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Research Papers: Ocean Engineering

Numerical Investigation of Focused Waves and Their Interaction With a Vertical Cylinder Using REEF3D

[+] Author and Article Information
Hans Bihs

Department of Civil and Environmental Engineering,
Norwegian University of Science
and Technology,
Trondheim 7491, Norway
e-mail: hans.bihs@ntnu.no

Mayilvahanan Alagan Chella, Arun Kamath, Øivind Asgeir Arntsen

Department of Civil and Environmental Engineering,
Norwegian University of Science
and Technology,
Trondheim 7491, Norway

1Corresponding author.

Contributed by the Ocean, Offshore, and Arctic Engineering Division of ASME for publication in the JOURNAL OF OFFSHORE MECHANICS AND ARCTIC ENGINEERING. Manuscript received July 8, 2016; final manuscript received February 21, 2017; published online May 10, 2017. Assoc. Editor: Xi-Ying Zhang.

J. Offshore Mech. Arct. Eng 139(4), 041101 (May 10, 2017) (8 pages) Paper No: OMAE-16-1078; doi: 10.1115/1.4036206 History: Received July 08, 2016; Revised February 21, 2017

For the stability of offshore structures, such as offshore wind foundations, extreme wave conditions need to be taken into account. Waves from extreme events are critical from the design perspective. In a numerical wave tank, extreme waves can be modeled using focused waves. Here, linear waves are generated from a wave spectrum. The wave crests of the generated waves coincide at a preselected location and time. Focused wave generation is implemented in the numerical wave tank module of REEF3D, which has been extensively and successfully tested for various wave hydrodynamics and wave–structure interaction problems in particular and for free surface flows in general. The open-source computational fluid dynamics (CFD) code REEF3D solves the three-dimensional Navier–Stokes equations on a staggered Cartesian grid. Higher order numerical schemes are used for time and spatial discretization. For the interface capturing, the level set method is selected. In order to test the generated waves, the time series of the free surface elevation are compared with experimental benchmark cases. The numerically simulated free surface elevation shows good agreement with experimental data. In further computations, the impact of the focused waves on a vertical circular cylinder is investigated. A breaking focused wave is simulated and the associated kinematics is investigated. Free surface flow features during the interaction of nonbreaking focused waves with a cylinder and during the breaking process of a focused wave are also investigated along with the numerically captured free surface.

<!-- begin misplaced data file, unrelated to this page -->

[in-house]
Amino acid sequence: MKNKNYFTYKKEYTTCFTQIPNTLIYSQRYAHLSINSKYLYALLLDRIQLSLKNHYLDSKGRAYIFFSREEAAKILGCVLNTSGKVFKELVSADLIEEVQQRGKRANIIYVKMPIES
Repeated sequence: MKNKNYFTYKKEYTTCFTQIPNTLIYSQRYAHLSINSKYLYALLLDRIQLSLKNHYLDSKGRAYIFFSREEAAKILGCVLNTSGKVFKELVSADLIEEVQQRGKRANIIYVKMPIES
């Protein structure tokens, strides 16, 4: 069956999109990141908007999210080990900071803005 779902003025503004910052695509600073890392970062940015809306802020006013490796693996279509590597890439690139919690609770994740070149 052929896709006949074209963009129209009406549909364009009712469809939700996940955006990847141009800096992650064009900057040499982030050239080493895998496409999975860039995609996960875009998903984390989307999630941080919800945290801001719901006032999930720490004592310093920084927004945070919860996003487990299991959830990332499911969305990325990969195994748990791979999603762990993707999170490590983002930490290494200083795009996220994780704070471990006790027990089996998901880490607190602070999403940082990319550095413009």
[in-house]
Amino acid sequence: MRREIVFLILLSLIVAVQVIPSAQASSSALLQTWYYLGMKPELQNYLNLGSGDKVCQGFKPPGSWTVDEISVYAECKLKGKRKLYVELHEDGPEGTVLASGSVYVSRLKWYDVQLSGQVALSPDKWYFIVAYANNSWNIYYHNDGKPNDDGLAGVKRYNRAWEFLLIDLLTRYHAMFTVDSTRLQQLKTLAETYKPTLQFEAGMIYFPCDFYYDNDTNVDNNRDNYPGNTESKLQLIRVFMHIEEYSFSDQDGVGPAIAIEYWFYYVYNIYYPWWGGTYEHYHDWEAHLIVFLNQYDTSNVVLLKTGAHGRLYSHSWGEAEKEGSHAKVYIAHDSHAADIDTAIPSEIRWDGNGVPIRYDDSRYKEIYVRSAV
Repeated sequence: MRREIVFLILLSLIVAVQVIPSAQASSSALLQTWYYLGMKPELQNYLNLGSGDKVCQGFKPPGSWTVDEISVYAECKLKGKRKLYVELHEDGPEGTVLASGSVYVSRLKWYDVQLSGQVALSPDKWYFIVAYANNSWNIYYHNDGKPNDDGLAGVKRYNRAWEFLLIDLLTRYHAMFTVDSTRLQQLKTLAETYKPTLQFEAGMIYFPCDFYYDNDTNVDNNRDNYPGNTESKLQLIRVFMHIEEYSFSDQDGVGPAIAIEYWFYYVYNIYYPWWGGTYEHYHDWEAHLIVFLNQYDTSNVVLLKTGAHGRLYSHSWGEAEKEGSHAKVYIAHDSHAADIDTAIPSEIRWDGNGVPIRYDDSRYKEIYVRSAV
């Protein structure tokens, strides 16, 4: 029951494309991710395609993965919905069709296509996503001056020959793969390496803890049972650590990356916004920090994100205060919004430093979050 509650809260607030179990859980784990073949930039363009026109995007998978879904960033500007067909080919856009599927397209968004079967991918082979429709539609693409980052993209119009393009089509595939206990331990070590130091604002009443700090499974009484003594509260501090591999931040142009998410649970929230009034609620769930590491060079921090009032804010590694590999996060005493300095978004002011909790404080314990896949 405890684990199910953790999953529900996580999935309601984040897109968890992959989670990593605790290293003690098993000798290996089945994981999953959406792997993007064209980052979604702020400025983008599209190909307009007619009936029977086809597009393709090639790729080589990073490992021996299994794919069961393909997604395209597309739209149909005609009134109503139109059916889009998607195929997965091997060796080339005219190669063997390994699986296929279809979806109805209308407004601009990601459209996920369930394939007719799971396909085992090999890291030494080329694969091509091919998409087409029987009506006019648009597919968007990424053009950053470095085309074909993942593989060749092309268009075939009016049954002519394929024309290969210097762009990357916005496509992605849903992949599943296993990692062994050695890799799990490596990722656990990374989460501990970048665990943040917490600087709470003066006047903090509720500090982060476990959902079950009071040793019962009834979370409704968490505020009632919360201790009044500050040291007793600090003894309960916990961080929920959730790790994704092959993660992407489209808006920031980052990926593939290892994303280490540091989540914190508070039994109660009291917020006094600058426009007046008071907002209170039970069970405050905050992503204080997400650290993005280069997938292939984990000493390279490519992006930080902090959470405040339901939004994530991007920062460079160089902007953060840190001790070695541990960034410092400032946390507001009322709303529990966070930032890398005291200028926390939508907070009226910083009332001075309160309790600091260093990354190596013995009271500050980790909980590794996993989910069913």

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References

Figures

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Fig. 1

Comparison of the numerical results with the experimental wave gauge data at the focus point XF for case A as in Ref. [5]

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Fig. 2

Numerical grid refinement study for case A

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Fig. 3

Free surface elevations along the wave flume, in wave direction for case B

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Fig. 4

Comparison of the numerical results with the experimental wave gauge data at the focus point XF for case B as in Ref. [5]

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Fig. 5

Comparison of numerical and experimental free surface elevations for case C

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Fig. 6

Comparison of numerical and experimental wave forces on the vertical circular cylinder for case C

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Fig. 7

Comparison of numerical and experimental free surface elevations for case D

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Fig. 8

Comparison of numerical and experimental wave forces on the vertical circular cylinder for case D

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Fig. 9

Simulated free surfaces with velocity magnitude (m/s) during the interaction for different time instants for case D: (a) t = 8.0 s, (b) t = 8.2 s, (c) t = 8.4 s, and (d) t = 8.6 s

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Fig. 10

Modeled free surface flow features with free surface elevation (m) variation during the focused wave interaction with the cylinder for different time (t) instants for case D: (a) t = 8.0 s, (b) t = 8.2 s, (c) t = 8.4 s, and (d) t = 8.6 s

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Fig. 11

Modeled free surface flow features with free surface elevation (m) variation after the focused wave interaction with the cylinder for different time (t) instants for case D: (a) t = 9.2 s, (b) t = 9.4 s, and (c) t = 9.6 s

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Fig. 12

Simulated wave surface elevations along the wave tank for the breaking focused wave case

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Fig. 13

Simulated wave surface elevation at x = 5.80 m for the breaking focused wave case

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Fig. 14

Simulated free surface profiles with velocity magnitude (m/s) during the breaking process for different time (t) instants: (a) t = 6.8 s, (b) t = 7.35 s, and (c) t = 7.5 s

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